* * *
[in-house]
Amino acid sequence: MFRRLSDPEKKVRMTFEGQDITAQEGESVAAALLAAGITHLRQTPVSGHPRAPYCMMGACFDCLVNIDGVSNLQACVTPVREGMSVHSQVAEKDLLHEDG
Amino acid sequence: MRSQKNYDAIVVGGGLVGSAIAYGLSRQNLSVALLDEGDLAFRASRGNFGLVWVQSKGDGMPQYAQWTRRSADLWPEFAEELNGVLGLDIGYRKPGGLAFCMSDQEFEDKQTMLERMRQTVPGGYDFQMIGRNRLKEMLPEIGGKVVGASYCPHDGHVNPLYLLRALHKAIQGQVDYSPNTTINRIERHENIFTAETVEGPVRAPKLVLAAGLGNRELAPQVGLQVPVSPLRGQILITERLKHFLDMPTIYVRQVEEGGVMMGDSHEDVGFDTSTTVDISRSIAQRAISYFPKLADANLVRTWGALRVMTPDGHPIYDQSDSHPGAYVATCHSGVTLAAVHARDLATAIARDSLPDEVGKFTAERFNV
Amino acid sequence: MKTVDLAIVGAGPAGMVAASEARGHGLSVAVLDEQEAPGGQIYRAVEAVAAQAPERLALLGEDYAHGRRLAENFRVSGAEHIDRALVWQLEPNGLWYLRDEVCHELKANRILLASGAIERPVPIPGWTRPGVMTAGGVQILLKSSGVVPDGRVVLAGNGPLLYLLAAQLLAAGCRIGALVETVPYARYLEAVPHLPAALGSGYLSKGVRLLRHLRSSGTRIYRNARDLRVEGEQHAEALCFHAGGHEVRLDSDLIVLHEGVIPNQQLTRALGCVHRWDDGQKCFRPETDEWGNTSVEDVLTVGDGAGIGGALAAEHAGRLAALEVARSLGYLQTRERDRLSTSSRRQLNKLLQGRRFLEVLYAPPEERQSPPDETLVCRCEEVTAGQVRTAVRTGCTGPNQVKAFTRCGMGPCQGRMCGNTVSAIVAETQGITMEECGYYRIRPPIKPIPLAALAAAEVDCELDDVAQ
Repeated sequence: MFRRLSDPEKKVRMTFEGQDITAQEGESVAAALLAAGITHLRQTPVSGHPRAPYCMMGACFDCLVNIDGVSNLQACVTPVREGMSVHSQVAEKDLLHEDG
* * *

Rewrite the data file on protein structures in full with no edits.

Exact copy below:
[in-house]
Amino acid sequence: MFRRLSDPEKKVRMTFEGQDITAQEGESVAAALLAAGITHLRQTPVSGHPRAPYCMMGACFDCLVNIDGVSNLQACVTPVREGMSVHSQVAEKDLLHEDG
Amino acid sequence: MRSQKNYDAIVVGGGLVGSAIAYGLSRQNLSVALLDEGDLAFRASRGNFGLVWVQSKGDGMPQYAQWTRRSADLWPEFAEELNGVLGLDIGYRKPGGLAFCMSDQEFEDKQTMLERMRQTVPGGYDFQMIGRNRLKEMLPEIGGKVVGASYCPHDGHVNPLYLLRALHKAIQGQVDYSPNTTINRIERHENIFTAETVEGPVRAPKLVLAAGLGNRELAPQVGLQVPVSPLRGQILITERLKHFLDMPTIYVRQVEEGGVMMGDSHEDVGFDTSTTVDISRSIAQRAISYFPKLADANLVRTWGALRVMTPDGHPIYDQSDSHPGAYVATCHSGVTLAAVHARDLATAIARDSLPDEVGKFTAERFNV
Amino acid sequence: MKTVDLAIVGAGPAGMVAASEARGHGLSVAVLDEQEAPGGQIYRAVEAVAAQAPERLALLGEDYAHGRRLAENFRVSGAEHIDRALVWQLEPNGLWYLRDEVCHELKANRILLASGAIERPVPIPGWTRPGVMTAGGVQILLKSSGVVPDGRVVLAGNGPLLYLLAAQLLAAGCRIGALVETVPYARYLEAVPHLPAALGSGYLSKGVRLLRHLRSSGTRIYRNARDLRVEGEQHAEALCFHAGGHEVRLDSDLIVLHEGVIPNQQLTRALGCVHRWDDGQKCFRPETDEWGNTSVEDVLTVGDGAGIGGALAAEHAGRLAALEVARSLGYLQTRERDRLSTSSRRQLNKLLQGRRFLEVLYAPPEERQSPPDETLVCRCEEVTAGQVRTAVRTGCTGPNQVKAFTRCGMGPCQGRMCGNTVSAIVAETQGITMEECGYYRIRPPIKPIPLAALAAAEVDCELDDVAQ
Repeated sequence: MFRRLSDPEKKVRMTFEGQDITAQEGESVAAALLAAGITHLRQTPVSGHPRAPYCMMGACFDCLVNIDGVSNLQACVTPVREGMSVHSQVAEKDLLHEDG